I headed down the street a couple of miles to a market that almost shares my first name, only to find almost the same situation. I was literally only able to find one item on my shopping list there.
Fortunately, because for some unknown reason Ralphs abruptly discontinued carrying the particular types of dog food that my Sheeba demands, I had already changed to a PetSmart that is a mere block from home, and they have not been subject to the same panic buying.
So my fur kid gets to eat better than I do.
Or not. I wound up inadvertently stockpiling enough canned tuna to last through a few weeks, but I also did it over a few weeks because Ralphs has been having this insane sale in the first place — 4 cans for $4.00 — but then a coupon on top of that for $2.00 off 4 cans. Or, in other words, 8 cans for $4.00, half a buck a can. Since the stuff has a pretty long shelf-life, I figured, okay, why not?
And all of this was entirely before Storpocalypse hit. Or is that Bumwadgeddon? I’m not sure what all this panic buying has been dubbed yet. All I know is that I’ve got three weeks’ worth of tuna in the cupboard. Oh yeah — since Ralphs likes to occasionally send me coupons for a free jar of the brand of mayonnaise that is not my first choice, I have two of those in the fridge.
Tuna salad for days, y’all! And I already had two weeks’ of bum-wad on hand. So this panic didn’t really affect me other than the inability to buy meat.
That was kind of a problem because my tradition, between my Saturday day job and Saturday theater job, was to go get nine ounces of ground sirloin at Ralphs and bring it home to make an amazing cheeseburger.
But that option was taken off the table since the meat departments in every grocery store I went to were completely empty. On a hunch on the way home from work on a Saturday, I stopped by a small carnicería in Van Nuys. Not only did they have plenty of meat, but unlike at Ralphs, I got to watch the butcher grind it for me, and it was basically the same price.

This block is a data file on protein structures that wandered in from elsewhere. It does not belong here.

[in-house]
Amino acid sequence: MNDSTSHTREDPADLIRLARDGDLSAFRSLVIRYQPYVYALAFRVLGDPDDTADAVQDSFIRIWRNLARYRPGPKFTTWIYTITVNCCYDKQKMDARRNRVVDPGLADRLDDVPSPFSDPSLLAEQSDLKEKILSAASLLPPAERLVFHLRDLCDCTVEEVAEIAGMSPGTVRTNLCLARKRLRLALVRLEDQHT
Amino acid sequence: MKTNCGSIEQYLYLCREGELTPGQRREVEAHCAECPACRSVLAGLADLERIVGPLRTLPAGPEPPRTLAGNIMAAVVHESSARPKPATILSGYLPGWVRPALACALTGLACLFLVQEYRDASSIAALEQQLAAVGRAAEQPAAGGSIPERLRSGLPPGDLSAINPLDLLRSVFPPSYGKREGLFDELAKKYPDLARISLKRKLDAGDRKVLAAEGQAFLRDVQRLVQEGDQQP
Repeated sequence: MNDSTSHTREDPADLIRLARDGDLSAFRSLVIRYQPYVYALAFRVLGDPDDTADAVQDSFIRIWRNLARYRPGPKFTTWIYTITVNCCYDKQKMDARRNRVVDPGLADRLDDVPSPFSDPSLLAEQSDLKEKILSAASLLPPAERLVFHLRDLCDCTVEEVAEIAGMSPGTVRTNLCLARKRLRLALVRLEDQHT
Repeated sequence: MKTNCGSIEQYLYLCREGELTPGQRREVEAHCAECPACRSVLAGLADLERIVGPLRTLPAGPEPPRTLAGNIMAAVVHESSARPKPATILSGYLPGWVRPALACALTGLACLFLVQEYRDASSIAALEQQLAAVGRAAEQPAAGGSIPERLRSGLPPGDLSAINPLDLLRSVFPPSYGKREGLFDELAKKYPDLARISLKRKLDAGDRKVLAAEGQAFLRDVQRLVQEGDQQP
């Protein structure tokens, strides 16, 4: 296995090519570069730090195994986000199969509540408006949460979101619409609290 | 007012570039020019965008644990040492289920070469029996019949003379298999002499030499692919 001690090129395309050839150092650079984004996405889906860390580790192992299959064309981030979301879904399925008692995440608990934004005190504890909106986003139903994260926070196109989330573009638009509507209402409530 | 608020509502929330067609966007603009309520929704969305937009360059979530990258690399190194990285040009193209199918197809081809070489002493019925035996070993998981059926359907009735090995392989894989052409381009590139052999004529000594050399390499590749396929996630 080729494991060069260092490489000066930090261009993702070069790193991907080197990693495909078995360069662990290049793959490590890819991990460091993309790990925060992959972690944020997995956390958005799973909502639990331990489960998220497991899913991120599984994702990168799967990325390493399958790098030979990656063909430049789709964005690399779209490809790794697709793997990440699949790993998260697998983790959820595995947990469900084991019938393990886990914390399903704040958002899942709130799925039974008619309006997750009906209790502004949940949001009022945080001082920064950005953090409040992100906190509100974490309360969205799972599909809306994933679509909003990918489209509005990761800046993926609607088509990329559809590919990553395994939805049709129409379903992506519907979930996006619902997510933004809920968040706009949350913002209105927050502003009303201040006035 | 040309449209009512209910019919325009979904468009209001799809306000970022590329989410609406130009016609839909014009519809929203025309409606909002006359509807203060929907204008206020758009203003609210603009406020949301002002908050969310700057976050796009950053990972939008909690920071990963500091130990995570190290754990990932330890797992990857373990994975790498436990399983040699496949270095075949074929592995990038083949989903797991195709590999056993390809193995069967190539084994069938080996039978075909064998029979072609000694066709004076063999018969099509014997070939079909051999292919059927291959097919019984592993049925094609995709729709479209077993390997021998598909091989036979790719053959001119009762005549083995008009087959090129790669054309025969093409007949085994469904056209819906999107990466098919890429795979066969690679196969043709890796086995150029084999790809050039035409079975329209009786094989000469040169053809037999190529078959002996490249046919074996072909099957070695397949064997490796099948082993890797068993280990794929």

So try those little neighborhood mom and pop places if there’s something you can’t find at the big store — just don’t buy more than you need right now, but do give them the business. And they probably have toilet paper, but don’t be greedy, okay?
And FFS, don’t panic. The world isn’t ending. China already got this, and the U.S. may have acted quickly enough. And the economy may actually be fine, just like it has been after other nation-wide disasters.
There is nothing to fear but fear itself, and this is a line from the inaugural address of one of our best presidents ever. So… stop hoarding out of fear. Calm down, take a deep breath, and look at the actual statistics.
There’s no damn reason at all that you need three 24 packs of TP, 6 cases of bottled water, 18 cans of soup, a shit-ton of other canned goods, and enough bread to prove that your whining about being gluten-free was absolute bullshit.
The next several weeks will be crucial, and we may all wind up stuck at home, so yes, by all means make sure that you have two to three weeks worth of food stocked up. But you don’t need three months worth or enough for a household five times the size that yours is.
Take every precaution you need to, but don’t go crazy with the panic buying. You’re just hurting your friends and neighbors by taking more than you need.
Remember: six feet apart, and wash your hands often.